As voters ask questions about religion, some journalists are challenging records for theological illiteracy. For example, on Nov. 29, Chris Matthews complained that a YouTube questioner asked GOP presidential candidates about their views of the Bible: “If there was a Jewish fellow up here, an Arab fellow up here, a nonbeliever, he’d have to say, ‘I don’t believe in the Bible.'”
Way to go, Chris: Three errors in one sentence. Jewish believers would not say that: They trust the Old Testament, which makes up three-fourths of the Bible. Some Arabs are Christians, believing in all of the Bible. Arab Muslims also believe in the Bible, when the Quran does not contradict it.
Religion flummoxes many reporters. Matthews and others complained about questions on faith in presidential debates because the Constitution states that there should be no “religious test” for federal office. That means it would be unconstitutional for a Mormon to be elected and then not allowed to serve because of his religious beliefs or for Rep. Keith Ellison, D-Minn., to be forced to swear his oath on a Bible rather than on a Quran. But it’s fine for voters to take beliefs into consideration.
And that’s apparently what they’re doing. Democrats are trying to tap into voters’ religious interests: Barack Obama is bilingual in “Secularese” and “Christianese,” but when Hillary Clinton tries speaking “Christianese,” she sounds like me speaking French. That’s one reason Obama is improving in the polls.
On the Republican side, conservative evangelicals supposedly are easily led, but this year, the followers are leading and the leaders are playing catch-up. Christian conservative political groups spoke of sitting out the election because none of the major candidates appealed to them, but now Mike Huckabee is on a roll and the “leaders” have to think twice.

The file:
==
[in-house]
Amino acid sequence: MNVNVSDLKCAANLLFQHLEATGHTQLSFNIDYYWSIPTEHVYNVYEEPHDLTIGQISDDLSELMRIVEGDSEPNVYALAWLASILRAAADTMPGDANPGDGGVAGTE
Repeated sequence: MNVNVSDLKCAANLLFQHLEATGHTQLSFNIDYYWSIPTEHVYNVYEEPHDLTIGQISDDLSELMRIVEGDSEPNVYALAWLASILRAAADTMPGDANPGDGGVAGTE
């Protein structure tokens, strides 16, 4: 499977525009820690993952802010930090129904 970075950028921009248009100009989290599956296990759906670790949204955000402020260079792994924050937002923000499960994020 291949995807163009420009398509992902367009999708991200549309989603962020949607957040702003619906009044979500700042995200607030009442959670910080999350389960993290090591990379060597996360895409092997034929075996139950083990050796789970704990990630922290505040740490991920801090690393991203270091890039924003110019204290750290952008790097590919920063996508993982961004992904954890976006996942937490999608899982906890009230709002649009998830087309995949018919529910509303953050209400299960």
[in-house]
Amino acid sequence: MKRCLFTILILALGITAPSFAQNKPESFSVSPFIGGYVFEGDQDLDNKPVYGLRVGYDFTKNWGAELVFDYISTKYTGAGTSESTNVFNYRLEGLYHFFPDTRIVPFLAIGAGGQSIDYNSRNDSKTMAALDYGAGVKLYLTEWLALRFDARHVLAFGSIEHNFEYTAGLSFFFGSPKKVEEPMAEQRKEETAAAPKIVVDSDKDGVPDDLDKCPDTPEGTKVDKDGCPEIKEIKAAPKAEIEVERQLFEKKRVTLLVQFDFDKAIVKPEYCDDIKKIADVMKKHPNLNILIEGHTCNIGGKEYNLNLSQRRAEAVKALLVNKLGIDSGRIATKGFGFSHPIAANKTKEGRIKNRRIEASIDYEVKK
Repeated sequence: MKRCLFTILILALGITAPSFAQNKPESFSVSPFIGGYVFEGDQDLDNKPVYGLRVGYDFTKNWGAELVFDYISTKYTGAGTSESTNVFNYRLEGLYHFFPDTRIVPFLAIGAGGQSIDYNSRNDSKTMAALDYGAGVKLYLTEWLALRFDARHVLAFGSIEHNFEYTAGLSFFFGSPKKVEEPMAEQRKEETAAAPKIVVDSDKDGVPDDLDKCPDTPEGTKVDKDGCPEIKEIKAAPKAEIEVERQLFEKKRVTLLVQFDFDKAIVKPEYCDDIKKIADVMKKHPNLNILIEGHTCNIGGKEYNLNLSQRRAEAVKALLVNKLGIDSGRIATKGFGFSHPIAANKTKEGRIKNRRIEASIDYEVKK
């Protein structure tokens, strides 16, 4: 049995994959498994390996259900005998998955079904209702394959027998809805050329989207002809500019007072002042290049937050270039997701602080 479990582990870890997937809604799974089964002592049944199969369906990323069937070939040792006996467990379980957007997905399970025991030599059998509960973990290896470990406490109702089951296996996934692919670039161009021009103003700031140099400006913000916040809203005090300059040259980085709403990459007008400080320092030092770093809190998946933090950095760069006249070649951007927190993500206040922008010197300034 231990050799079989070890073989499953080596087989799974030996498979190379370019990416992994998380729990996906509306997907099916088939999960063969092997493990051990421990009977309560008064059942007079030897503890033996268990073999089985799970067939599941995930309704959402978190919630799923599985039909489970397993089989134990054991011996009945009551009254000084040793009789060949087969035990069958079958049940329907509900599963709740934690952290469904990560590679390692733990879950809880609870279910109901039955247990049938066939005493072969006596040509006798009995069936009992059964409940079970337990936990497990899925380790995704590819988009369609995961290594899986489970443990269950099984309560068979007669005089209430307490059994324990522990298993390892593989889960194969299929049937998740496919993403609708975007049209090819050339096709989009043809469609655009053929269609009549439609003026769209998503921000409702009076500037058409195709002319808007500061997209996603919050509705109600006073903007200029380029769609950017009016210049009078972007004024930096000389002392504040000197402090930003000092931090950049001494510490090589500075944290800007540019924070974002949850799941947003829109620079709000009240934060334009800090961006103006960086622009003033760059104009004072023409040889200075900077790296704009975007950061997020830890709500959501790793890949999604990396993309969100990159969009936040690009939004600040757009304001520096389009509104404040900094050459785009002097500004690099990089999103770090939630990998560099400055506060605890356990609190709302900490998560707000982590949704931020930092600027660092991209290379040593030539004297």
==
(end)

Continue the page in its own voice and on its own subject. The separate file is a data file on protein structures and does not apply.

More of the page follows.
Huckabee, like President Bush, is not as fiscally conservative as some would like, but his eloquence is important. He fares well in comparison to Mitt Romney and Fred Thompson, who have organizational clout but little more. When Romney is asked a question, he seems to run quickly through all the computer chips in his brain so as to find the politick answer. (He’s like Hillary Clinton in that way.) Thompson’s mental computer, meanwhile, runs at Atari speed.
The upshot, unless Romney’s late attempt to talk about religion gives him a boost, is that what seemed like an anarchic GOP race is likely to settle down to a traditional city vs. country, social liberal vs. social conservative contest — and it will be heated.
In the city vs. country aspect, Giuliani vs. Huckabee seems a lot like the Democratic race of 1924 between New York Mayor Al Smith and California’s William McAdoo, who had the support of Southern and Western Protestants. Because Democrats then required a nominee to receive two-thirds of the delegate votes, the convention went to 103 ballots and an eventual compromise choice.
The present-day rule of a simple majority means we probably will have only one ballot at next year’s GOP convention, and the winner will be either Giuliani or Huckabee, with the loser perhaps garnering a vice presidential nomination. (But keep John McCain in mind as, ironically, a compromise presidential candidate.)
A question occupying many reporters is whether the evangelical vote, most recently a Republican province, will splinter. Many have predicted that evangelical single- or double-issue voting (abortion and gay rights) will not happen.
Maybe — but if so, that’s because it never was that way. Some journalistic accounts suggest that evangelicals this year are becoming concerned about poverty. That’s nonsense. Compassionate conservatism sprouted a decade ago with widespread evangelical support.
Religious right organizations, always more potent in press accounts than in real life, are losing their grip, but most evangelicals still are eager to vote for a candidate with a biblical worldview — and a presidential election that looked dreary only two months ago is coming alive.